School rekindles dashed dreams

2011-06-25 12:51

Only one of Nonezile Mdaka’s seven children was lucky enough to get a high-school education. Mvezo, where Mdaka (40) lives with her children does not have a high school of its own.

Instead, when children pass their primary education, they have to be sent away to boarding school in Mthatha or other neighbouring towns approximately 100km away.

But in an area crippled by unemployment and poverty, a high school education is an expense many families can’t afford, leading to children dropping out of school in grade 7.

This has been the tragic tale of Mvezo and its surrounding villages for generations.Even former president Nelson Mandela, who was born here and raised in neighbouring Qunu, was sent away to Healdtown – a boarding school in faraway Fort Beaufort – where he matriculated in the 1930s.

This state of affairs has led to a seemingly never-ending cycle of poverty and the disintegration of family life.

It leaves those without a high school education with the unenviable choice of being forced to seek employment as labourers in cities, or to live out their lives as poor subsistence farmers in the villages.

Mvezo lies in an area of great hills that tumble down rugged gorges and ravines, dotted by colourfully painted earthen rondavels that cling precariously to the hilltops looking like they would be blown away during a fierce storm.

Dusty roads meander through the villages in twisting, gentle and sharp curves so that from a distance they look like works of art deliberately added to beautify the landscape.

Kwenkwezi Senior Primary School lies on the edges of a valley at the bottom end of one of these meandering roads.

It is here – where in 1995 villagers built a rondavel that served as a school for the local children – that Mvezo’s first high school is expected to be built soon.

The Mandela School of Science and Technology – a partnership between Siemens, the Mvezo Development Trust and government – will cater for 700 students.

Professor Siegfried Russwurm, of Siemens, says that the school will be designed according to principles of sustainability, and it will incorporate state-of-the-art, environmentally friendly solutions such as water-purification systems, and will also be powered by solar energy.

“The learners in the school will be exposed to this cutting-edge technology and will hopefully get excited about technological solutions and the fascinating world of engineering.

“South Africa and the rest of Africa needs engineers to find answers to the continent’s infrastructure challenges and to create jobs,” says Russwurm.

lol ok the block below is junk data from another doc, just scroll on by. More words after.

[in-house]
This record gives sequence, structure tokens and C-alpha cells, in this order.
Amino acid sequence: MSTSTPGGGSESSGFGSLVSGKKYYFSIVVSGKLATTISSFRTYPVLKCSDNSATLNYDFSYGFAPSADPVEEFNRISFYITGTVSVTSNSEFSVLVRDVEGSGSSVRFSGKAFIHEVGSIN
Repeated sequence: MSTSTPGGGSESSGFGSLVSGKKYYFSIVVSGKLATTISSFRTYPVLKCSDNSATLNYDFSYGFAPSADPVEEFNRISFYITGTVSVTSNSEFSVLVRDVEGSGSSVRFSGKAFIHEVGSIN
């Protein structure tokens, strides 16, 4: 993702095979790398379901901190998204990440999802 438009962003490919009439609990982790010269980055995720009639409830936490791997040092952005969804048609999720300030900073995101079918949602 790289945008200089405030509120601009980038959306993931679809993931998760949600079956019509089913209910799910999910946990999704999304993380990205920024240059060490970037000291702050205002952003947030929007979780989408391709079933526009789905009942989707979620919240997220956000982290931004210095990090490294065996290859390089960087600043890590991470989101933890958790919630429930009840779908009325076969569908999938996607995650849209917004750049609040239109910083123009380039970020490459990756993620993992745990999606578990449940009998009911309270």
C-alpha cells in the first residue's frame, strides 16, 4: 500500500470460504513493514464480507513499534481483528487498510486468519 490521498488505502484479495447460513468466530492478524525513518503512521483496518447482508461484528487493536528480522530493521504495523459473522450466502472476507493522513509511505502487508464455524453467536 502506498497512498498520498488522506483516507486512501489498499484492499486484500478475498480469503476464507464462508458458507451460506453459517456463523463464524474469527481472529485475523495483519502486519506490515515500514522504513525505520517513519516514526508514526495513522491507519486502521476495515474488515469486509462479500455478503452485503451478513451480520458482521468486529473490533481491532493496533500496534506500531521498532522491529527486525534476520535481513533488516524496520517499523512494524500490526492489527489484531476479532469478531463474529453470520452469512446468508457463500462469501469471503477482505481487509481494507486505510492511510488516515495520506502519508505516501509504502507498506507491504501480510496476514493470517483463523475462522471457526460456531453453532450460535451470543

To villagers like Mdaka, news of the school has brought excitement and renewed hope that some of her young children, who are still in primary school, will not suffer the same fate that dashed the dreams of many others before them.

“Not many people here have a high school education. But this school is going to raise the standard of living here because if people are educated, they can get better jobs. It’s hard sending children to school if you are poor,” she says.

Noncedo Mgidlane (32) said her son, who is in grade 7, was full of smiles when he learned about the upcoming school.“It is very sad here. When children reach grade 7 they lose hope. Many of them are just sitting at home with no jobs.

But this school makes me happy. Even my son could not stop talking about it,” says Mgidlane. Nkosi Zwelivelile Mandela, the chief of Mvezo, says the school’s presence will help address many of the social challenges faced by the community.

“Because students are forced to leave home from grade 7 to attend high school, the lack of parental supervision exposes them to many dangers such as substance abuse, teenage pregnancy and HIV.

Alternatively, they drop out of school in grade 7.“The presence of a high school based in Mvezo will allow our children to complete their matric, giving them the opportunity for a tertiary education and a rewarding career,” says Nkosi Zwelivelile.

His great-grandfather Henry Gadla Mandela was deposed as chief of the area after defying a magistrate’s order to attend a court hearing. The family was forcibly removed to Qunu where Zwelivelile’s grandfather, Nelson Mandela, grew up.

But in 2003, the Mandela clan reclaimed the chieftainship of Mvezo with Zwelivelile appointed chief in 2007. His father, the late Makgatho, was Madiba’s second son.

His offices in Mvezo Komkhulu are perched on a hill overlooking a great gorge where the Igwatyu River runs through on its journey to join the Mbashe River.

Despite its beauty, Mvezo, like many rural villages in the country, still faces serious challenges such as a lack of running water, proper roads and other basic services.

“At the moment, Mvezo is isolated. We do not have access to a clean water supply, healthcare facilities or sanitation. “However, as my grandfather always says: ‘With education you can save the world.’

We are hoping that, through education, the youth of Mvezo will connect with the global community and equip themselves to address the challenges we are facing,” says Nkosi Zwelivelile.

At a sod-turning ceremony to mark the official launch of the project, Nkosi Zwelivelile told an enthusiastic crowd of villagers about his grandfather’s passion for education and how he forced his children and grandchildren to educate themselves.

“My grandfather was full of smiles when we told him Mvezo will finally have a high school.”


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